Tying Salmon Skirts

By Nick Simonson

For avid lure makers, there’s nothing more valuable than a few quick shortcuts at the bench to crank out high-quality, customizable homemade baits.  With salmon season firing up, the addition of banded mylar strips to a tackle-crafter’s material list is a must have this time of year.  These stretches of mylar which appear to have almost made their entire way through a miniature paper shredder, only to be saved at the last second, are amazing and quick ways to crank out skirts for Howie flies, Hoochie rig accents and other salmon and trout trolling set-ups.  They can also be used as skirts for pike and muskie spinners.

Available in a multitude of lengths and colors from online tackle merchants like Purple Taco Fly Supply and Lure Parts Online, banded mylar is cheap, flashy and easily moved behind the thumping blades of a spinner in place of bucktail or marabou, and provides a pulsating action when towed behind a flasher for salmonids ahead of spawning season.  Tying a skirt is easy, as the process comes down to three basic steps – tape, wrap and secure.  What follows is a quick tutorial on getting the most out of banded mylar and a fast way to fill out a salmon box or dressing and updating those late-summer in-line spinners in need of refurbishment.

 

DoubleHowie
A pair of banded mylar skirts, stacked opposite, adorn a Howie rig for salmon trolling. Simonson Photo.

Banded Mylar Skirt

MATERIALS:
Base: Plastic Bullet Head
Tape: Scotch Tape
Material: Banded Mylar of Desired Length
Thread: 3/0 Red
Sealant: Hard as Nails

 

 

CLICK HERE FOR STEP-BY-STEP TUTORIAL

Cut the desired length of banded mylar and select a plastic bullet head that the material will be attached to and then threaded on to the line or spinner shaft; the longer the stretch of material, the bulkier the skirt will be (1).  Take a length of Scotch tape that is just a bit longer than the width of the banded mylar and apply it to the material on a surface that will allow for easy removal, covering the banded part of the mylar with the tape, but not the strands (2).  Trim the tape down so it is about as wide as the base of the bullet head.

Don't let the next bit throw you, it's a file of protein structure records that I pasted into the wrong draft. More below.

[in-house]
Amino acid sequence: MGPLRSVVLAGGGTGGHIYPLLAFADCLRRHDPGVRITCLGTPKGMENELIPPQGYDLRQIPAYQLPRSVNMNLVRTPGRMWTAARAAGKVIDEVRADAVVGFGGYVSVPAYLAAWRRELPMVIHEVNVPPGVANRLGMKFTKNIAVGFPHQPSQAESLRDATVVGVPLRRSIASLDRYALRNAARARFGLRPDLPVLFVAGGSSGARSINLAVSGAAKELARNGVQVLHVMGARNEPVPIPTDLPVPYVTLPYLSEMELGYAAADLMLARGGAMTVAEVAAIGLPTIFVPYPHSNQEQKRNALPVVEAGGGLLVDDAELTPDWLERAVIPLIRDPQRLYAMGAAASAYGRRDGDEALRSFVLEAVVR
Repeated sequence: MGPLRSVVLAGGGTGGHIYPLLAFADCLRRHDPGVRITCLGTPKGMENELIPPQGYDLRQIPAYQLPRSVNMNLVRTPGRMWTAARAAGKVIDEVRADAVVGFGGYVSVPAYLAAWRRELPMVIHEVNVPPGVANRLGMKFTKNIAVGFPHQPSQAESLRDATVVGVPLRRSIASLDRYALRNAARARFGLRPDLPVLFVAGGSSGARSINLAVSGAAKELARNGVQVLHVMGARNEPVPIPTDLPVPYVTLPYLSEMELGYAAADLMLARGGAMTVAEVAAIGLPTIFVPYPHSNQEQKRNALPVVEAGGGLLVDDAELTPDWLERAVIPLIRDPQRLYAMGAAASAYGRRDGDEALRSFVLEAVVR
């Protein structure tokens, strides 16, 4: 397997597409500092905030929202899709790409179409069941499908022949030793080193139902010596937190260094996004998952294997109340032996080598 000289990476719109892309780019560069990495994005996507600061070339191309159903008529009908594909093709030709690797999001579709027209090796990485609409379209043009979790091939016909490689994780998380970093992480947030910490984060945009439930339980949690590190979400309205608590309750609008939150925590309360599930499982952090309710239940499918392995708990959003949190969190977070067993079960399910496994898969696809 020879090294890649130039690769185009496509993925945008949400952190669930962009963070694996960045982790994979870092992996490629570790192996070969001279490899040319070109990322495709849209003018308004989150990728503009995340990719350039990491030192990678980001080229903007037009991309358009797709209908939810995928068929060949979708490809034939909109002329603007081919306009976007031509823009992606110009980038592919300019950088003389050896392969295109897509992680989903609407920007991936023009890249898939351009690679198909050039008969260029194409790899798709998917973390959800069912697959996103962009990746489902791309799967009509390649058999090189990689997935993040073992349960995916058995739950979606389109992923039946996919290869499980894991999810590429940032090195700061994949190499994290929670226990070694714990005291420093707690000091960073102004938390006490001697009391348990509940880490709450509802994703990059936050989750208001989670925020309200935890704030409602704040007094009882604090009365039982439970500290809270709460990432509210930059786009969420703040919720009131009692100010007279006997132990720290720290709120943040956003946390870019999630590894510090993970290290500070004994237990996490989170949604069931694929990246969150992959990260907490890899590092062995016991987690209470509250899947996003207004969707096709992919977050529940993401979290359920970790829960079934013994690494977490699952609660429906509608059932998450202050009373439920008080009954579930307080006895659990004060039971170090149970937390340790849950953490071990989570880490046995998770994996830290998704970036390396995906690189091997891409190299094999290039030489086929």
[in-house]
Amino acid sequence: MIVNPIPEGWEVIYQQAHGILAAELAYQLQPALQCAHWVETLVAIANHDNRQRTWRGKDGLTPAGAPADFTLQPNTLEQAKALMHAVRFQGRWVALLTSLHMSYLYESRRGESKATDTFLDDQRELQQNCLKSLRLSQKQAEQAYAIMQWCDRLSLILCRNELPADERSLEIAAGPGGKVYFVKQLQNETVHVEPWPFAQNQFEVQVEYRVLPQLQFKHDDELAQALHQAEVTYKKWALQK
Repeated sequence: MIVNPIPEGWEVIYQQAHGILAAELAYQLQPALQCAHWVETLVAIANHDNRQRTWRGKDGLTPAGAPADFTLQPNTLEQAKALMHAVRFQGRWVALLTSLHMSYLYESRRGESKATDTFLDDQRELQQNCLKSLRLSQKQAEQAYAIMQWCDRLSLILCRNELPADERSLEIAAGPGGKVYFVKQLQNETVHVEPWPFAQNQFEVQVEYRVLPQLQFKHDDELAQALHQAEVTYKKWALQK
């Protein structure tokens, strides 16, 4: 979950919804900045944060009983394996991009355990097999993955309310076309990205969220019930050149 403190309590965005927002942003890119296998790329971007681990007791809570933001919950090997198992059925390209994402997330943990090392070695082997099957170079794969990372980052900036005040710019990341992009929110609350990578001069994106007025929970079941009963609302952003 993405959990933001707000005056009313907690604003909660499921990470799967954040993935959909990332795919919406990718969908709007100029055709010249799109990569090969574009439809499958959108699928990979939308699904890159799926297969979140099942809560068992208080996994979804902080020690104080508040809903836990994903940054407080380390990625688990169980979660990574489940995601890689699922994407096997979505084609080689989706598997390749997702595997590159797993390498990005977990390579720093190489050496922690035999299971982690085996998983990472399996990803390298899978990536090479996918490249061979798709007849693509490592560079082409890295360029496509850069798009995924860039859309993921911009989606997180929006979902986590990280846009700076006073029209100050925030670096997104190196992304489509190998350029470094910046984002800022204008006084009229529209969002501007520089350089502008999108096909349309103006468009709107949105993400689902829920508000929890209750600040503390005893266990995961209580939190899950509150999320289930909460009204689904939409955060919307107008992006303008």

Start one end of the tape on the bullet head and begin wrapping the banded mylar around the plastic so that the strands are pushed out by the rim above the base (3).  If the strands just hang straight, adjust the tape so that they rest against the angle of the bullet head to get more of a bow to them as this will make for a fuller looking skirt, whether it is rigged up or down on a lure.  Continue wrapping the banded mylar around the base of the bullet head, making sure that fibers don’t get caught in the tape or wrapped out of position (4). Once complete, secure the second end of the tape in place, trimming any excess tape to the end of the bullet (5).

To finish the skirt, make 25 to 30 tight wraps of thread around the base of the bullet head and tie off with a few half-hitch knots (6). Lacquer the thread wraps with sealant for posterity (7).  The skirt is now ready for use on any trolling rig or spinner.  Thread the skirt onto the rig with the bullet head pointing up, or stack one skirt with the bullet head pointing down and one pointing up for a bulkier offering that is still light and easily moved.

With a little practice, it takes about 5 minutes to crank out a skirt, and a trolling box can be filled for any adventure in about an hour.  Stash a few for replacements on muskie and pike baits this fall, to be certain that those lures are in tip-top condition with the most vibrant offerings available.

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